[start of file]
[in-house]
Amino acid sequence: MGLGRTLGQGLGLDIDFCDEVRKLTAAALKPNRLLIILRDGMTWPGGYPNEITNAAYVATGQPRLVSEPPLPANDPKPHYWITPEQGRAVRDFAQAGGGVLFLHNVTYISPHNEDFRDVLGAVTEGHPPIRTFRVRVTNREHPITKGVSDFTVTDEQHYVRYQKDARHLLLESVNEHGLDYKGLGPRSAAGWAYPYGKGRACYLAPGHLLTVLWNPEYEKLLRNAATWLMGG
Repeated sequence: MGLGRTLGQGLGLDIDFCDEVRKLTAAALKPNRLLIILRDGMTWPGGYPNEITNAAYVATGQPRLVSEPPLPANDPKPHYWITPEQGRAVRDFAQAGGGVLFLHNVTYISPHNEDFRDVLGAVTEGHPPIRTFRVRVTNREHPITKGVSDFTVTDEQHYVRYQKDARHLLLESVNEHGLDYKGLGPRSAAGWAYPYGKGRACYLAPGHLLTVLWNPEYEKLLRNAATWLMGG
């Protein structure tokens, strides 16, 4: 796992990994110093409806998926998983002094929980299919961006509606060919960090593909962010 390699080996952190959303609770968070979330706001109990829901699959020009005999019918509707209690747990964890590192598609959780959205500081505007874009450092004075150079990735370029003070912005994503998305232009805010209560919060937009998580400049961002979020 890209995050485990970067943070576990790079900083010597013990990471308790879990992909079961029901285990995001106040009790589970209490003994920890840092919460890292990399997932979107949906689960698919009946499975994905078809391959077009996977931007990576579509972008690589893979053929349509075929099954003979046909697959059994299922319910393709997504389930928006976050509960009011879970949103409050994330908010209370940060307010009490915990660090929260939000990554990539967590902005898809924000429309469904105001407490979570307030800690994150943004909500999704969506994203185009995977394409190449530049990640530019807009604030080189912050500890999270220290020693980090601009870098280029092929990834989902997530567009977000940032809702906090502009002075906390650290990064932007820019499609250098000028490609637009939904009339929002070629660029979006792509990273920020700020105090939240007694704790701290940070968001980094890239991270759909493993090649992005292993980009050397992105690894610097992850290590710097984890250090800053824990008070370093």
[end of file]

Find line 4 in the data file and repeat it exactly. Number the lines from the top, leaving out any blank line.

């Protein structure tokens, strides 16, 4: 796992990994110093409806998926998983002094929980299919961006509606060919960090593909962010 390699080996952190959303609770968070979330706001109990829901699959020009005999019918509707209690747990964890590192598609959780959205500081505007874009450092004075150079990735370029003070912005994503998305232009805010209560919060937009998580400049961002979020 890209995050485990970067943070576990790079900083010597013990990471308790879990992909079961029901285990995001106040009790589970209490003994920890840092919460890292990399997932979107949906689960698919009946499975994905078809391959077009996977931007990576579509972008690589893979053929349509075929099954003979046909697959059994299922319910393709997504389930928006976050509960009011879970949103409050994330908010209370940060307010009490915990660090929260939000990554990539967590902005898809924000429309469904105001407490979570307030800690994150943004909500999704969506994203185009995977394409190449530049990640530019807009604030080189912050500890999270220290020693980090601009870098280029092929990834989902997530567009977000940032809702906090502009002075906390650290990064932007820019499609250098000028490609637009939904009339929002070629660029979006792509990273920020700020105090939240007694704790701290940070968001980094890239991270759909493993090649992005292993980009050397992105690894610097992850290590710097984890250090800053824990008070370093």